Beautiful cities, undertaker lookalikes and French
“Is this seat free?” A woman asks. She is impossibly tall and abrupt. Dressed in a white linen shirt and black trousers complete with a black sunhat, she cuts the figure of an undertaker. I look up at her. Hubby is at the queue trying to get us drinks. The place is crowded and squeezing next to an undertaker lookalike isn’t my idea of an afternoon out. Especially not when the temperatures are on the other side of thirty.
“Is this free?” the woman asks again. She stresses every word and points to the seat next to me. “Well…” I begin but she doesn’t let me complete the sentence.
“Do you understand me?” She says and switches to English. “Me” she says pointing to herself “want to sit here” she points at the bench.
I attempt to respond but this abrupt woman is too quick. She is fiddling with her phone and pacing around.
“Silke you have to help me. I really need your help with French.”
This is so familiar. In some people’s minds, French and black go hand in hand.
After the call she turns to me. “Hola!” she says. I can’t stop myself from smiling. Even though I’m clueless in French, I’m 100% certain that what she is saying is Spanish and not French.
“Sorry the seat is occupied” I tell her in German.
The woman stares at me her mouth open.
“You speak German?” she asks.
I watch as she walks off and sits at the next table. Hubby is still standing at the queue. It is going to be a long wait.
My mind drifts off to mundane things. For example why this city I live in keeps celebrating itself. Every year, it hosts a city celebration. Sometimes it celebrates its anniversary, sometimes its people and sometimes like today, it just celebrates. On these occasions, the city center is blocked off and tents pitched on every spot. People are then treated to deafening music, the whiny kind that seeks a lost love or sings praise of a beautiful woman.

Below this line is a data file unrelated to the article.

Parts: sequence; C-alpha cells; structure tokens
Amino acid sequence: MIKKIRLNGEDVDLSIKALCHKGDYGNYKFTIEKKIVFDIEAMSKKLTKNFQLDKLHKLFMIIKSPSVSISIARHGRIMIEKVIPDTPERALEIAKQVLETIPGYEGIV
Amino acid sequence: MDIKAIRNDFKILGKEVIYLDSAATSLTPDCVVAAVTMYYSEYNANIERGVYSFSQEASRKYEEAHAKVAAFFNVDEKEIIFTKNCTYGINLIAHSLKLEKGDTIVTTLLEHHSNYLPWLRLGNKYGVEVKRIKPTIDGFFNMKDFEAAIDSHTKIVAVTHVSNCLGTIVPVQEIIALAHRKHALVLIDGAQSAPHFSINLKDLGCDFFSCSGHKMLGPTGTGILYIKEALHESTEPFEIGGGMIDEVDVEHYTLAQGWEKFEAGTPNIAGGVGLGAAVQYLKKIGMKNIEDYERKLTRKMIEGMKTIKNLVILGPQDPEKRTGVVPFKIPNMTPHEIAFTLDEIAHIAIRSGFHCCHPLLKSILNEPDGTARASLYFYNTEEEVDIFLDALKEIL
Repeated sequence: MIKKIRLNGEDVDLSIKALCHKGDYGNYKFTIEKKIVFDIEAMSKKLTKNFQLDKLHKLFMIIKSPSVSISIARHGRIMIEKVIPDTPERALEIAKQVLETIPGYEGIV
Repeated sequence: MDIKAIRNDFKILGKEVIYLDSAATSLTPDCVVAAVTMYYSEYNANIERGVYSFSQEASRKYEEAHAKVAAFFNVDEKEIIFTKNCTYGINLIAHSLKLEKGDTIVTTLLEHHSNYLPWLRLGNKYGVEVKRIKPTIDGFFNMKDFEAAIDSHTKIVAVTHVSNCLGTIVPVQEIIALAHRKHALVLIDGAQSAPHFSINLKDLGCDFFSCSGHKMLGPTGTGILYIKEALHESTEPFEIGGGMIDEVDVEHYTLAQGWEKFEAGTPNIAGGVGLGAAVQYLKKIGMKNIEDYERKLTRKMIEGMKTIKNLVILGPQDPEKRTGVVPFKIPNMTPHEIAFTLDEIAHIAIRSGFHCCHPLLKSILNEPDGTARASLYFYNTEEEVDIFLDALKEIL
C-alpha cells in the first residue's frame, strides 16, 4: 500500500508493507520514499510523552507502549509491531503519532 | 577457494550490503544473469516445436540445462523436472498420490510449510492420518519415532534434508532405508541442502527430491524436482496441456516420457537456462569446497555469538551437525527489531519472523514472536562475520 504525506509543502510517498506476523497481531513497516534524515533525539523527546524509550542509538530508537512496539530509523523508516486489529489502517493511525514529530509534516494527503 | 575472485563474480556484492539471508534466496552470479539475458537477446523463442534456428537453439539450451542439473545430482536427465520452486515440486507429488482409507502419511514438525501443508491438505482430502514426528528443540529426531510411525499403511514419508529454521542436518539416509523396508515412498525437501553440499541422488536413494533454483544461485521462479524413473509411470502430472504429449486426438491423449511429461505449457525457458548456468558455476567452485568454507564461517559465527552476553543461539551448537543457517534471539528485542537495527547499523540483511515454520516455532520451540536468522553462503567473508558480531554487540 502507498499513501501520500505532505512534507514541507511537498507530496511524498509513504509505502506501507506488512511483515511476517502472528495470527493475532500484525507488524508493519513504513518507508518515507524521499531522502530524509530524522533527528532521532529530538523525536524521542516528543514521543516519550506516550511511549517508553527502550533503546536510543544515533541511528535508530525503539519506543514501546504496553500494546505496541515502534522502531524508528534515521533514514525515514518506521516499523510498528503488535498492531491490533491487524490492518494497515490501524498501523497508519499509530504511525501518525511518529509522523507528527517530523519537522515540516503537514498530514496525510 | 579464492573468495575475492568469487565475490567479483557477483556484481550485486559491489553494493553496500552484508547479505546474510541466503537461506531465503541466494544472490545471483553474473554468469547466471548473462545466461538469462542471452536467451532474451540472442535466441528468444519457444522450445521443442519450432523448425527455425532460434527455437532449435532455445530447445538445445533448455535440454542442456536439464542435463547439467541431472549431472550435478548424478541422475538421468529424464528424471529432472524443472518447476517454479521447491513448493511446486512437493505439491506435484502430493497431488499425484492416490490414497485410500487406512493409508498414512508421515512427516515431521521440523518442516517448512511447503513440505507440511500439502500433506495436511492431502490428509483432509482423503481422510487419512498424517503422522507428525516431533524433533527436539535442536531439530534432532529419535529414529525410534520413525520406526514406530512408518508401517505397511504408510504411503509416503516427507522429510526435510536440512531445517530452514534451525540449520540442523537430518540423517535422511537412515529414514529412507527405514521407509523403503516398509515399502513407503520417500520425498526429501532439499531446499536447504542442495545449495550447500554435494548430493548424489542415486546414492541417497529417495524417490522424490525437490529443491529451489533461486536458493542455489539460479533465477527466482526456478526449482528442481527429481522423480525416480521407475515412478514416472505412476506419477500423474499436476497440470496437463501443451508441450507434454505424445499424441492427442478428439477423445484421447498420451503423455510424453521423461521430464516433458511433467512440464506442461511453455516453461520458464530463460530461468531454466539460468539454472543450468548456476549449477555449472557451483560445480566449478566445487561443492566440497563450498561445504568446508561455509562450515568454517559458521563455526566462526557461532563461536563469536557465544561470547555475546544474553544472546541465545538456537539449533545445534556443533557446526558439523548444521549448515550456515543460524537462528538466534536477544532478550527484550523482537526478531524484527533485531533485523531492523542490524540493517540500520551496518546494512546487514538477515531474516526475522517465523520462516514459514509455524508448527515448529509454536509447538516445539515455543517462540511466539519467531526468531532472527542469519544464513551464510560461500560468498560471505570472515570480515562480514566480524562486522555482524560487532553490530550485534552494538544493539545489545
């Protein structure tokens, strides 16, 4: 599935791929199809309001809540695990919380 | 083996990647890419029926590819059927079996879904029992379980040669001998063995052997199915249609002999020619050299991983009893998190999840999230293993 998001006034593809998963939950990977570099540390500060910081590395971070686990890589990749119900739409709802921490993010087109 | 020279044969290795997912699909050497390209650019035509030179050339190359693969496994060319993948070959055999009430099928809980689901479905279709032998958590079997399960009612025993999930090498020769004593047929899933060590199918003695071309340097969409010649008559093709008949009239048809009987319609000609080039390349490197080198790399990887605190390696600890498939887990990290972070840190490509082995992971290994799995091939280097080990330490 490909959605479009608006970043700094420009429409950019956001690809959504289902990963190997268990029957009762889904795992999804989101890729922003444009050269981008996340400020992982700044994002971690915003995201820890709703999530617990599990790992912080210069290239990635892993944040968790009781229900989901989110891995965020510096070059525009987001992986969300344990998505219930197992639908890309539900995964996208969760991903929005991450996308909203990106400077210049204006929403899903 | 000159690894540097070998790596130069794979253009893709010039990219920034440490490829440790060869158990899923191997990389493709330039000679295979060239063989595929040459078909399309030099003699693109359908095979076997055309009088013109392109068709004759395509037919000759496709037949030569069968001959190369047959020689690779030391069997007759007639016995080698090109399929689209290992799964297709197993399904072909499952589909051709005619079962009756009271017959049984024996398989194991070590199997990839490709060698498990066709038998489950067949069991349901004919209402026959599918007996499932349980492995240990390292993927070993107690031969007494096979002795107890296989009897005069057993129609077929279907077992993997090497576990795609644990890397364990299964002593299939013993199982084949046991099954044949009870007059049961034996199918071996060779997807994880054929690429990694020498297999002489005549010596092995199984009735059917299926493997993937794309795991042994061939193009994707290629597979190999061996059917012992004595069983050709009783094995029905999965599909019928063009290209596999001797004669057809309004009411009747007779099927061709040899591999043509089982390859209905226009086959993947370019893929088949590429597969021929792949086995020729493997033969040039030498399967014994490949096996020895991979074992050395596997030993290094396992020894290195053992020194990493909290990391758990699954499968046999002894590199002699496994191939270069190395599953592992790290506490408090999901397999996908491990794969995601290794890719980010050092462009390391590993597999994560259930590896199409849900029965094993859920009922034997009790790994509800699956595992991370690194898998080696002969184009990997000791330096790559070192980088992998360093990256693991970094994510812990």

I watch Hubby walk back. Before he sits down, the undertaker lookalike rushes to him, “Is this seat free?” She asks in her abrupt voice. Were it not for the fact that the people sitting on her table seem like lovely old ladies, I would have thought that someone had whispered a death threat her way. He looks at me and nods. Reading my mind isn’t one of his strengths. The lady jumps over and squeezes herself next to us.
For a moment, I’m mystified into silence.
I watch as she gulps down the beer from her big glass. Within minutes, her glass is empty. She gets up to get another one. Before she goes, she turns around and puts something on the bench. It is a nylon handbag in
Every few minutes she comes back and gulps her beer down before quickly leaving to get another one.
It doesn’t take long before we become best friends. She tells us what a beautiful city Mannheim is. I look at hubby and wonder whether the woman is pulling my leg. I don’t know a single German who thinks that Mannheim is beautiful. Beautiful cities in Germany have old buildings and Mannheim falls terribly short of this threshold.
“Your hair is nice.” She tells me after a while. I smile at her. Her singsong Mannheimer dialect reminds me of the Luo spoken outside Ugenya and Alego. It is soft, friendly but incorrigible.
“I used to know some Cameroonians and they had your kind of hair” she says holding her glass steadily.
“Really?” I ask.
“Totally crazy hair!” she responds shaking her head.
I watch her silently. I don't know whether I should cry or laugh.
1. Crazy and nice mean the same thing.
2. Mannheimer dialect sounds like Luo spoken outside Ugenya and Alego.